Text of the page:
No matter what your dosage is, buspirone can be taken with or without food. However, it is recommended that you take it the same way every time.

If you accidentally miss your dose of buspirone medication, you will want to either: take the missed dose as soon as you remember—or, if it is closer to when you would take the next dose, just go ahead and take the next dose.

Buspirone side effects, warnings, and interactions

Buspirone side effects

Common side effects of buspirone include:

  • Dizziness, drowsiness, and/or lightheadedness
  • Headache
  • Nausea
  • Insomnia

Talk to your prescribing doctor, nurse practitioner, or Minded psychiatry provider if you experience these or any other new or worsening side effects.

Rare or serious side effects of buspirone include:

  • Allergic reaction (symptoms include: hives; swelling of the face, lips, and/or tongue; trouble breathing)
  • Confusion and/or blurred vision
  • Muscle cramps or spasms
  • Numbness and/or tingling in the arms, feet, hands, or legs
  • Uncontrollable movement (dyskinesia) of the arms, legs, lips, or tongue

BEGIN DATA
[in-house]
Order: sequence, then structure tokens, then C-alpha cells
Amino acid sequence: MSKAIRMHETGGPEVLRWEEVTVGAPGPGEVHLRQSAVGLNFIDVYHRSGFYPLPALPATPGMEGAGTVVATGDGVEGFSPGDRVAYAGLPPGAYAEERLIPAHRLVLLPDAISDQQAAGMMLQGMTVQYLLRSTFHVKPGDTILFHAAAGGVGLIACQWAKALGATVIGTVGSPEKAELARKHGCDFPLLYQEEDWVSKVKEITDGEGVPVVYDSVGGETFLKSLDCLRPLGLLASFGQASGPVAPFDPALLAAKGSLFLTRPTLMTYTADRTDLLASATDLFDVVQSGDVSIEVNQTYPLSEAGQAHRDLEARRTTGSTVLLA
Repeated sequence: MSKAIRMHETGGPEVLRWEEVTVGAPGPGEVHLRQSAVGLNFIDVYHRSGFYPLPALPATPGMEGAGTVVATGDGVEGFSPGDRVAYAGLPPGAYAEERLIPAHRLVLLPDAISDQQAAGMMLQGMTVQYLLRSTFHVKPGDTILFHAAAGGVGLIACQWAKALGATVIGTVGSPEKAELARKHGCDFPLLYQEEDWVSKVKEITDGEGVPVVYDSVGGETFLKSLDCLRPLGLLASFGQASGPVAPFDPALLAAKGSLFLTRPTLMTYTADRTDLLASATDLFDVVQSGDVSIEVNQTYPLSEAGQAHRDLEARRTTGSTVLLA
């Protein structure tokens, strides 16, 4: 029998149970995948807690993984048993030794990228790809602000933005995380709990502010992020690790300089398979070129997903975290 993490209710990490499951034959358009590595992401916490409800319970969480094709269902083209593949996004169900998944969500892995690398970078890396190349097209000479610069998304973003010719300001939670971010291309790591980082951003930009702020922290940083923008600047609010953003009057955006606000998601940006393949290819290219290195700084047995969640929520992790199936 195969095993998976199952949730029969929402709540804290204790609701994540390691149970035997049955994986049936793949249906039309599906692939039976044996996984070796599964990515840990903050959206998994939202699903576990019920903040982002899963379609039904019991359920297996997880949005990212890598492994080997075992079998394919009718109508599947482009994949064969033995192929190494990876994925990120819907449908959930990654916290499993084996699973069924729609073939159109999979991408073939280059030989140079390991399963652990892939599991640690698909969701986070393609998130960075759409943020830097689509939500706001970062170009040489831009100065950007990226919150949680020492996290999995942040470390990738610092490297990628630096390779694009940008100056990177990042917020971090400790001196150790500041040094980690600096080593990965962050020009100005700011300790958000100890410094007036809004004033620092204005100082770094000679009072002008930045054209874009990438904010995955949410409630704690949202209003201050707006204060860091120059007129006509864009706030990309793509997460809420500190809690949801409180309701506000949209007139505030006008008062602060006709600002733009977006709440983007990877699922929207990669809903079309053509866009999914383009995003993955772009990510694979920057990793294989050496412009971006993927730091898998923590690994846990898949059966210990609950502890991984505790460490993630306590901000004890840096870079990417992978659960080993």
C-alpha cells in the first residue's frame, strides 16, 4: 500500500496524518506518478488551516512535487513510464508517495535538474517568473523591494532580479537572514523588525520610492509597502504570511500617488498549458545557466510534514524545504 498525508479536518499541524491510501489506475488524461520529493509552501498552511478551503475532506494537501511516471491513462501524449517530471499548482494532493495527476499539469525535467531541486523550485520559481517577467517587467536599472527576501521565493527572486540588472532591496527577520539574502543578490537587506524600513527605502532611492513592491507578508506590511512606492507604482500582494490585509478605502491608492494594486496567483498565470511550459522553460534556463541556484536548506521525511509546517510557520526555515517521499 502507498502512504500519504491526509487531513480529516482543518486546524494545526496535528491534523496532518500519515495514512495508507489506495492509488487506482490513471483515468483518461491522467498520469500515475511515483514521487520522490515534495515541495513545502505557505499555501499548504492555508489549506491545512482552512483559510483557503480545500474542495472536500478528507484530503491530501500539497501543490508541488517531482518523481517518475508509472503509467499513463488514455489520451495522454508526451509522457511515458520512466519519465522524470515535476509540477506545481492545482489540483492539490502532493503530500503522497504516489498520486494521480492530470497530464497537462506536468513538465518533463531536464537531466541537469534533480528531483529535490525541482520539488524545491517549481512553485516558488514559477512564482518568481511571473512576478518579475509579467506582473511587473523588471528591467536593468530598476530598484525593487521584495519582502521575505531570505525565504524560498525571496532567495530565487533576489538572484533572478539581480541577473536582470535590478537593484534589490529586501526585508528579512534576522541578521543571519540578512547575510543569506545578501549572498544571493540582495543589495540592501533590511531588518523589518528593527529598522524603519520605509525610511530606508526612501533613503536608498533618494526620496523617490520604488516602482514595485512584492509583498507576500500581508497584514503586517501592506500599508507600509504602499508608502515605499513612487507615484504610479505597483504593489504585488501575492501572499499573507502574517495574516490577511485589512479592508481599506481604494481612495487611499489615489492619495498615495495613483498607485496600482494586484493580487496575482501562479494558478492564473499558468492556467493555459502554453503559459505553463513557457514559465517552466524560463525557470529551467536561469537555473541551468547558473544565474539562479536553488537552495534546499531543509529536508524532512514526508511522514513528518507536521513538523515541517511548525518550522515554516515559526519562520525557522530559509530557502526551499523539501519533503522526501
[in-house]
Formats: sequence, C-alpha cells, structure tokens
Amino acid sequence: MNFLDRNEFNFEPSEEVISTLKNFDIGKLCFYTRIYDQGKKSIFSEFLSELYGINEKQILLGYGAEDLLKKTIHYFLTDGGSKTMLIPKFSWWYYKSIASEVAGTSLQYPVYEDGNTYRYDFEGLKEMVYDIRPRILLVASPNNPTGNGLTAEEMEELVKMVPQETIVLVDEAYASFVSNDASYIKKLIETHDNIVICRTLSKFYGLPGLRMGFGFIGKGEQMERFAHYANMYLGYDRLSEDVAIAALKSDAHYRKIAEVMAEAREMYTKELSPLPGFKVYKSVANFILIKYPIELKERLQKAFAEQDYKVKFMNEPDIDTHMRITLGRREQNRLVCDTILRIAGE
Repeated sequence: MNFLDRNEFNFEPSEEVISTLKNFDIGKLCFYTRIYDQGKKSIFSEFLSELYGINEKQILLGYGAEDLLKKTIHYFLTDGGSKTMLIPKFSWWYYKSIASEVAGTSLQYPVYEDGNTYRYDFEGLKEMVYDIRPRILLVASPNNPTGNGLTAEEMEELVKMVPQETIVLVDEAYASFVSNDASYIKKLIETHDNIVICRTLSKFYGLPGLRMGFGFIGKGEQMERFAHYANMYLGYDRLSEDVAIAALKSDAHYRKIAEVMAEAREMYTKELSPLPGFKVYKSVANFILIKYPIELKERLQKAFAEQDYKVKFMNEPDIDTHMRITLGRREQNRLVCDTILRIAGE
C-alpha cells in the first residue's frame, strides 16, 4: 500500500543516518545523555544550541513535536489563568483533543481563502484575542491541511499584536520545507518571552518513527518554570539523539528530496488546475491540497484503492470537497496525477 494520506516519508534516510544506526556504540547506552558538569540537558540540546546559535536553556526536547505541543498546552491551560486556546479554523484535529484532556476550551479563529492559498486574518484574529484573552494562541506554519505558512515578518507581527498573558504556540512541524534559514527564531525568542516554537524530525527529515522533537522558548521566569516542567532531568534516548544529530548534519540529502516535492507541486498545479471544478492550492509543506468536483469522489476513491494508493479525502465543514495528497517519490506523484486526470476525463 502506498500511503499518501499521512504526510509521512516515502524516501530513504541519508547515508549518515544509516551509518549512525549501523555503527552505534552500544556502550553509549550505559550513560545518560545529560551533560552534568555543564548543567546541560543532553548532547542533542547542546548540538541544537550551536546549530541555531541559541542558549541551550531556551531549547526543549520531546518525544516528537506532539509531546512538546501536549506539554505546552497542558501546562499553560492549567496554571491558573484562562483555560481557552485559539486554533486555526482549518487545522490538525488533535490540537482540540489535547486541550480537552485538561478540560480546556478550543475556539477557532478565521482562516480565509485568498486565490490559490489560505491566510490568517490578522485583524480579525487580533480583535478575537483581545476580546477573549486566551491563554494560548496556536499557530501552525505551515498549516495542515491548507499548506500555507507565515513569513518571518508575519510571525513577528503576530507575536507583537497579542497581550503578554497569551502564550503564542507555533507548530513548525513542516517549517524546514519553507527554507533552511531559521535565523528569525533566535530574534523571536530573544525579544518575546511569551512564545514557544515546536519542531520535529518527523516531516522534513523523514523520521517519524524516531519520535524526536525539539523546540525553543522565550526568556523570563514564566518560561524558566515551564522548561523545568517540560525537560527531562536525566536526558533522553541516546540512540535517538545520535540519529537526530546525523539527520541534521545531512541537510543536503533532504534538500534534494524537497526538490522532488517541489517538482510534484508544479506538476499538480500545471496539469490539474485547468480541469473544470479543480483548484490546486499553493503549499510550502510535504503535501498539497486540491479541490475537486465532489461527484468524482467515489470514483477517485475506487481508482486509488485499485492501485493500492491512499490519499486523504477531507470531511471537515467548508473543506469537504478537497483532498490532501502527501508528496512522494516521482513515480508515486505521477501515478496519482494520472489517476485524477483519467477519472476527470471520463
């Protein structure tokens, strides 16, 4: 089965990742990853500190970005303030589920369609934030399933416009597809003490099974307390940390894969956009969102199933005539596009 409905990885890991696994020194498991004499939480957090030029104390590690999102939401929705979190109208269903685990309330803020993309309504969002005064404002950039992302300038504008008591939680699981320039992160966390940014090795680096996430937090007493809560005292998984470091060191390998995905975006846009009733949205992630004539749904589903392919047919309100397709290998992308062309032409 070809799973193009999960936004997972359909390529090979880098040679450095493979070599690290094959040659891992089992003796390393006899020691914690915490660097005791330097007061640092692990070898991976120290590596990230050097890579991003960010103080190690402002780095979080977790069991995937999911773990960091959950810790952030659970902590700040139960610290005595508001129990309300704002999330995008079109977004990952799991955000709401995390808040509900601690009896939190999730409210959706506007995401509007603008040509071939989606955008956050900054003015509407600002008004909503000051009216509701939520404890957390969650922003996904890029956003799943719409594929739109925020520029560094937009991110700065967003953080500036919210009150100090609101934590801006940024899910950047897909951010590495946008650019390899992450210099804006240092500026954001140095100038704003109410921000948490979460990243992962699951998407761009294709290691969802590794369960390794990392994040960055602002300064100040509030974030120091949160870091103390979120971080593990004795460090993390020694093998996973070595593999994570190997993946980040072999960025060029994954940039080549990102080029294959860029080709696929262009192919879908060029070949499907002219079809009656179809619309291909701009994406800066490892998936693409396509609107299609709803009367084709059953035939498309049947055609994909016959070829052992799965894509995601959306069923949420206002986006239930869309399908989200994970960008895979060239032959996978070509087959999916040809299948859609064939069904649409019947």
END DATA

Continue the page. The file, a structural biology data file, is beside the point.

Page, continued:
• Extreme restlessness or the inability to sit still

Seek medical attention right away if you experience these (or any other) serious adverse effects.

Buspirone warnings

Buspirone and pregnancy

If you are planning on becoming pregnant or breastfeeding, discuss your anxiety treatment plan with your prescribing doctor, nurse practitioner, or Minded psychiatry provider. Because adequate studies have not been conducted to determine whether buspirone may affect a baby during pregnancy or while breastfeeding, it is typically not recommended for use in pregnant or breastfeeding women.

Buspirone withdrawal symptoms

If you need to stop taking buspirone for any reason, work with your healthcare professional to develop a plan to do so carefully and gradually to decrease your dose in order to avoid withdrawal symptoms.